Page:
Given Bank One's propensity for in-house IT, most observers say it's not a big shock that the bank, which recently merged with JPMorgan Chase & Co. (New York; $1.1 trillion in assets), is abandoning a major outsourcing contract that JPMC had with IBM Global Services (IGS). The combined company announced last month that it would reintegrate the parts of its infrastructure previously outsourced to IBM - including data centers, help desks, distributed computing and data and voice networks.
"The writing was on the wall," says Virginia Garcia, senior analyst of financial services strategies at Needham, Mass.-based TowerGroup, of the news that JPMorgan will rehire the same 4,000 employees who were transitioned to IBM when the firm inked the $5 billion, seven-year outsourcing contract with IGS over a year ago. "The instant that Bank One and JPMorgan announced they were merging, everyone started wondering what's going to happen to the IBM contract," she adds.
As for the rest of the financial services industry, Garcia says it's not likely that it will follow suit, adding that the merged JPMorgan Chase/Bank One entity is unique. "Bank One is a model of how to handle technology integration after mergers," she explains. "They spent a good deal of money integrating systems in place from mergers for a very efficient IT infrastructure." Garcia says that the rest of the industry likely will continue to increase its outsourcing to third-party providers in the U.S. and abroad.
Bank One had invested more than $1 billion to build its own scalable, state-of-the-art data centers, something that the IBM agreement was set to cover. "It didn't make economic sense to have this type of redundancy," Garcia says.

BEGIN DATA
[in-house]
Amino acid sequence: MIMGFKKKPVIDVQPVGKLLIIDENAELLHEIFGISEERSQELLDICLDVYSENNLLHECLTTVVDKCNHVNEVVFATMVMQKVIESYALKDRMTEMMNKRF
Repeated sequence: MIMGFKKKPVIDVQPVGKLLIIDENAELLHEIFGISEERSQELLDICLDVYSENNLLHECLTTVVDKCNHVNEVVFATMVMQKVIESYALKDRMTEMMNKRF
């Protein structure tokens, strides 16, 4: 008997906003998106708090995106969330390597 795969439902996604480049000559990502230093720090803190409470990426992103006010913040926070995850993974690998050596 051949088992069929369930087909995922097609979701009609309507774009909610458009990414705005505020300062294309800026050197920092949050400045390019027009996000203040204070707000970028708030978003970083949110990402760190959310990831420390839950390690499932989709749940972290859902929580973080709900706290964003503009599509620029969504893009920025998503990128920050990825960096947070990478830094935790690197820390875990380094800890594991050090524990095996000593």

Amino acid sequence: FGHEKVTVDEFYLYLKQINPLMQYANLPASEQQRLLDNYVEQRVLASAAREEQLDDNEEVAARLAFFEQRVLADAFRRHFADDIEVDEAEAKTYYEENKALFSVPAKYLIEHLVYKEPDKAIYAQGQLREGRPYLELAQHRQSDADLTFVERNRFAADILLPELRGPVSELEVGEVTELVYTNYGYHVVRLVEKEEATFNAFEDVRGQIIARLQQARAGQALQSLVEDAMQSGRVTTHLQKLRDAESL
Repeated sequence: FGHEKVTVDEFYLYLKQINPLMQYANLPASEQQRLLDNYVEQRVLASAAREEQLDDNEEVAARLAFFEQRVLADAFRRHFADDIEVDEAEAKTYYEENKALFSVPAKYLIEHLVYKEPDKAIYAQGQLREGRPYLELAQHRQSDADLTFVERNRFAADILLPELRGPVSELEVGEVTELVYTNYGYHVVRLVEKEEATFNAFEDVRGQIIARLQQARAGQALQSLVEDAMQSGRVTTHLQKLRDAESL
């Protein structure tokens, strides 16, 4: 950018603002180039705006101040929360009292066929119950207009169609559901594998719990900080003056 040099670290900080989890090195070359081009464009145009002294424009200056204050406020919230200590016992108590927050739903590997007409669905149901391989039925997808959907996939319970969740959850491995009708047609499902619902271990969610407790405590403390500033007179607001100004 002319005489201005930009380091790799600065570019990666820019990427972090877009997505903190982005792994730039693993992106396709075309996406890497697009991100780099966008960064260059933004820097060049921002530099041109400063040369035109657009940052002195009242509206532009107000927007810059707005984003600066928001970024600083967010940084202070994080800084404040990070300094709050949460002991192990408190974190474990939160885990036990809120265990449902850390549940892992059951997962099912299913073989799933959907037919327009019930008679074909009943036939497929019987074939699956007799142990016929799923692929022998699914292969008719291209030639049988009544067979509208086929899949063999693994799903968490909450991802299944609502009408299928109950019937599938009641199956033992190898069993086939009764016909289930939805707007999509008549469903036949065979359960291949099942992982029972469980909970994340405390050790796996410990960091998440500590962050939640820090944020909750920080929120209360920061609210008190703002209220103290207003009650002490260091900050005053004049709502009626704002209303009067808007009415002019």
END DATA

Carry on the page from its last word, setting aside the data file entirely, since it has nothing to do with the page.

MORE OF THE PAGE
Austin Adams [see profile, page 30], JPMorgan Chase's CIO, echoed that sentiment in a prepared statement, saying, "We believe managing our own technology infrastructure is best for the long-term growth and success of our company as well as our shareholders. Our new capabilities will give us competitive advantages, accelerate innovation and enable us to become more streamlined and efficient."
A source close to the deal, though, says that IBM will continue to provide JPMorgan Chase with hardware, software and services around mainframe work, disaster recovery, help desk and call center initiatives. The source says the work will mainly take place within the retail banking division, treasury and securities services division, and investment banking division.
The interesting part, Garcia notes, is the fact that IBM doesn't expect the cancellation to impact its financial results this year. "This leads to the assumption that, No. 1, there was a termination fee that made up for the massive amount of money IBM was putting in to prepare [for the deal], and, No. 2, it was not a profitable relationship at this point for IBM," she says.
IBM spokesman Michael Corrado wouldn't comment on the financials surrounding the deal's cancellation, but he says that IBM remains one of JPMorgan's largest technology partners, and the firm will still be one of its largest customers. "The cancellation was due to the merger of these two banks; they decided they have the capacity necessary to run the infrastructure, but we will continue to work with them going forward," he says.-Cristina McEachern, VARBusiness
This article originally appeared in VARBusiness, a sibling publication of Bank Systems & Technology.